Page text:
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Global Survey Names Bulgaria, Romania among Countries with Future-ready Broadband Infrastructure

Oct 5, 2009, 1:42:39 PMArticle by Georgi Georgiev
October 5 (SeeNews) - Bulgaria and Romania are among the nine countries worldwide that have the broadband quality required for future web applications, such as high definition Internet TV viewing and high-quality video communications that will become mainstream in the next three to five years, according to a new global study of 66 countries.

Global Survey Names Bulgaria, Romania among Countries with Future-ready Broadband Infrastructure

The study, released last week, was conducted by a team of MBA students from the Saпd Business School at the University of Oxford and the University of Oviedo’s Department of Applied Economics, and was sponsored by Cisco.

The other future-ready countries identified in the survey are South Korea, Japan, Sweden, Lithuania, Latvia, the Netherlands and Denmark. In 2008, only Japan exceeded this threshold.

South Korea - where broadband penetration is at 97% of households, rose just above last year's broadband quality leader Japan with a 72% improvement in its broadband quality score (BQS) to 66. Japan drops one spot with a BQS of 64. South Korea's improvement has been driven by continuous efforts by the government to strengthen the country’s position as one of the world’s ICT leaders, the authors said.

Sweden has the highest quality broadband in Europe. It is rapidly catching up with Japan and South Korea as its BQS improves 38% from 2008 to 57 in 2009.

Sweden is the most successful country in closing the broadband quality gap with residents outside the most populated cities enjoying better quality than those in the cities. Lithuania, Bulgaria and Latvia come just behind Sweden in quality boosted by recent city-based fibre rollouts and cable improvements but low broadband penetration means these countries have yet to break into the broadband leaders’ category, the survey said.

Bulgaria was assigned a BQS of 49 while Romania earned a score of 44.89 in the 2009 edition of the survey.

The only other country from southeast Europe included in the survey is Slovenia. It was ranked among counties with broadband quality that allows users to comfortably enjoy today's applications.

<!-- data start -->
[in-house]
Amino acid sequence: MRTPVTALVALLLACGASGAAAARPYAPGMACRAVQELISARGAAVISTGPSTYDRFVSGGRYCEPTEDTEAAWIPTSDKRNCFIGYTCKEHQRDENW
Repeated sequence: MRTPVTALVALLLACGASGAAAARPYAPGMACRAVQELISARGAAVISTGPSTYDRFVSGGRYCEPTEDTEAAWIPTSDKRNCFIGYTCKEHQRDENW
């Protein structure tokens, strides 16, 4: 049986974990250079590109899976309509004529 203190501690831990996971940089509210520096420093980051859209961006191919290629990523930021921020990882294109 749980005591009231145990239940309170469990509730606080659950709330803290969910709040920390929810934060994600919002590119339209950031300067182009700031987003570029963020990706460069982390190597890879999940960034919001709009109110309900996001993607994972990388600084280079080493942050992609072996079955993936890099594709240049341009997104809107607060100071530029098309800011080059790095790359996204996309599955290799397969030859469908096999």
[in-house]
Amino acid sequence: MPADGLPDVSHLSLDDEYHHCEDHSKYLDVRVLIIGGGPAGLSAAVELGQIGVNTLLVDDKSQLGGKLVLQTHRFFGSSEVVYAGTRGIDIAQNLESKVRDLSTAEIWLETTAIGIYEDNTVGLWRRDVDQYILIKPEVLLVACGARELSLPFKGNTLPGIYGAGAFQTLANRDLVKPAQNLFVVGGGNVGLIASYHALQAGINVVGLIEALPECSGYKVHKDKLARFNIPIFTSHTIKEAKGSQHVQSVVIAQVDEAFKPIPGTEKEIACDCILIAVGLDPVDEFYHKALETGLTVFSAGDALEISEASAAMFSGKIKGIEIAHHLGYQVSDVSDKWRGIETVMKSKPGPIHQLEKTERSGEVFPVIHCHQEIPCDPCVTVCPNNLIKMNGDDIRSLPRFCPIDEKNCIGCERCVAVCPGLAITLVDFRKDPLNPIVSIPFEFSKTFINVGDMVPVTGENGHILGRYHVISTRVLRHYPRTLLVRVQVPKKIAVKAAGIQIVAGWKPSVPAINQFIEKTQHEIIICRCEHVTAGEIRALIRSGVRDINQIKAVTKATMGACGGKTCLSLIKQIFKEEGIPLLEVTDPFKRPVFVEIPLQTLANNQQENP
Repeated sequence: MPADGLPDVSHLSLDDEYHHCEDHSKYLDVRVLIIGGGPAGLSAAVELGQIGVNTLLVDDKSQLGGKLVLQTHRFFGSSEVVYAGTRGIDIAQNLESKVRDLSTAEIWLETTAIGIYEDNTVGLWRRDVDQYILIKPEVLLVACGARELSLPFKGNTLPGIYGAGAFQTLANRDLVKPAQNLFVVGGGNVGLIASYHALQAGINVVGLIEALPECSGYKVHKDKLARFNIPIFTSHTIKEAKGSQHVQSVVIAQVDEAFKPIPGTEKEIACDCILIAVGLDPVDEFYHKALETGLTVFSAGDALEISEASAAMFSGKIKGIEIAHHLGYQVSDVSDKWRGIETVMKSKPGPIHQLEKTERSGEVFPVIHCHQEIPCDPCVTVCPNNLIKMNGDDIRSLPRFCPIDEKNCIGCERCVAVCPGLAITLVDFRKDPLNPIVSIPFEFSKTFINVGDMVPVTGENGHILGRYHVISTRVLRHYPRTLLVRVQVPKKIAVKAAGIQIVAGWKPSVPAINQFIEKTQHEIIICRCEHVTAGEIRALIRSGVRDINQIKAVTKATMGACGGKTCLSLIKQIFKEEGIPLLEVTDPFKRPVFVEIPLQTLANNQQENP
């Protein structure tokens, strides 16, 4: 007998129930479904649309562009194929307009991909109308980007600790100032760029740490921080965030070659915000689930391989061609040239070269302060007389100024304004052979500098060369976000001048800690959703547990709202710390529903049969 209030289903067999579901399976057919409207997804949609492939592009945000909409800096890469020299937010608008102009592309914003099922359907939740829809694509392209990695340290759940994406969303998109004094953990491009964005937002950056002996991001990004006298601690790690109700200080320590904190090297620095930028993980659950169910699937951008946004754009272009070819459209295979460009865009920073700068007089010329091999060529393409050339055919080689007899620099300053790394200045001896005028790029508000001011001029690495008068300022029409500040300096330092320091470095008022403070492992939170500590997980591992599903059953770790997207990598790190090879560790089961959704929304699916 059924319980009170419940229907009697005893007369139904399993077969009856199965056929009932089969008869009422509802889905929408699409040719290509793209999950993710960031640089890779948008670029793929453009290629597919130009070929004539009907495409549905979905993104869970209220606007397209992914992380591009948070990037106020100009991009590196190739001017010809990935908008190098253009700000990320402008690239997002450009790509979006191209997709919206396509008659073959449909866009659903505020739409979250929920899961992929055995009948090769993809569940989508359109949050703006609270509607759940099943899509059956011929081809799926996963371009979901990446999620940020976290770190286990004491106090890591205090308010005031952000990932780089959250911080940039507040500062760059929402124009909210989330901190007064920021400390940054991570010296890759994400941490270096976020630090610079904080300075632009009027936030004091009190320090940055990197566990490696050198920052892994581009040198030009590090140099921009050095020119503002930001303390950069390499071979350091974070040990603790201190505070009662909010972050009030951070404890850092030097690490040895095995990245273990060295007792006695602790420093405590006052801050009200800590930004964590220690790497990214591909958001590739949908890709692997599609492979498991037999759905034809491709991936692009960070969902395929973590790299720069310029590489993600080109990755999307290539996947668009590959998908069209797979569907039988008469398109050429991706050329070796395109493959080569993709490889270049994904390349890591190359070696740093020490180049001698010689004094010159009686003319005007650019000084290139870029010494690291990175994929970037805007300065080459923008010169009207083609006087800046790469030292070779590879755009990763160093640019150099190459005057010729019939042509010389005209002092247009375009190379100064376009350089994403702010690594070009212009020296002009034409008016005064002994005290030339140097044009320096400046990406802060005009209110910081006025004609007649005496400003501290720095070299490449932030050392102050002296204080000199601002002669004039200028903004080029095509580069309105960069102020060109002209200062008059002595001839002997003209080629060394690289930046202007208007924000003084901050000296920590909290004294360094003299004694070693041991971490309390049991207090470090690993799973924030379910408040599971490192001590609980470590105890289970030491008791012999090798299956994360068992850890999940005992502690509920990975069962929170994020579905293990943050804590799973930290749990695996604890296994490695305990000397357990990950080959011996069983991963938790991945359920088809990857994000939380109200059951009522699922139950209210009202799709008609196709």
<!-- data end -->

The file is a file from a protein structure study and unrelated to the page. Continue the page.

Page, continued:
The Bulgarian capital Sofia - with a BQS reading of 56, took the last spot in the survey's Top 10 ready-for-tomorrow cities with highest BQS. Romanian capital Bucharest and Slovenian capital Ljubljana were included in the group of cities that are "comfortably enjoying today's applications" with BQS scores of 52 and just over 40, respectively.

Regional improvement of BQS:

Region No. of countries Avg 2008 BQS Avg 2009 BQS % improvement
Central and eastern Europe 13 30.2 38.2 26.7
Western Europe 20 37 35 13.8
North America 2 29.1 34.1 16.9
Asia Pacific 15 26.4 31.2 18.3
Latin America 6 22.1 24 8.5
Middle East and Africa 10 18.6 20.2 8.8

Top changes in BQS (2008-2009):

2008 BQS 2009 BQS
South Korea 38.25 65.99
Lithuania 35.15 54
Bulgaria 31.01 49
Sweden 41.15 57
Latvia 36.29 48
Romania 33.43 44.89
Denmark 34.3 44.89
Taiwan 23.93 34.43
Netherlands 37.62 45.59

Cities with the highest BQS from surveyed countries:

Top 10 cities (ready for tomorrow) BQS
Yokohama, Japan 85
Nagoya, Japan 82
Kaunas, Lithuania 79
Sapporo, Japan 72
Seoul, South Korea 68
Malmo, Sweden 67
Osaka, Japan 65
Wuhan, China 60
Uppsala, Sweden 57
Sofia, Bulgaria 56

Global average download throughput increased by 49% to 4.75 Megabits per second (Mbps) over the survey period while global average upload throughput increased by 69% to 1.3 Mbps, the authors said.

Using more than 24 million records from actual broadband speed tests conducted by users around the world in May 2008 and from May to July 2009 through, the research team calculated statistical averages for each country of several key performance parameters used to determine the quality of a broadband connection. The team concluded that broadband experience is mainly affected by broadband speeds in both directions, latency, network oversubscription, and packet loss. These parameters were grouped into three major categories: download and upload throughput, and latency. The BQS for each country was determined using a formula that weighted each category according to the quality requirements of a set of popular applications now and in the future.

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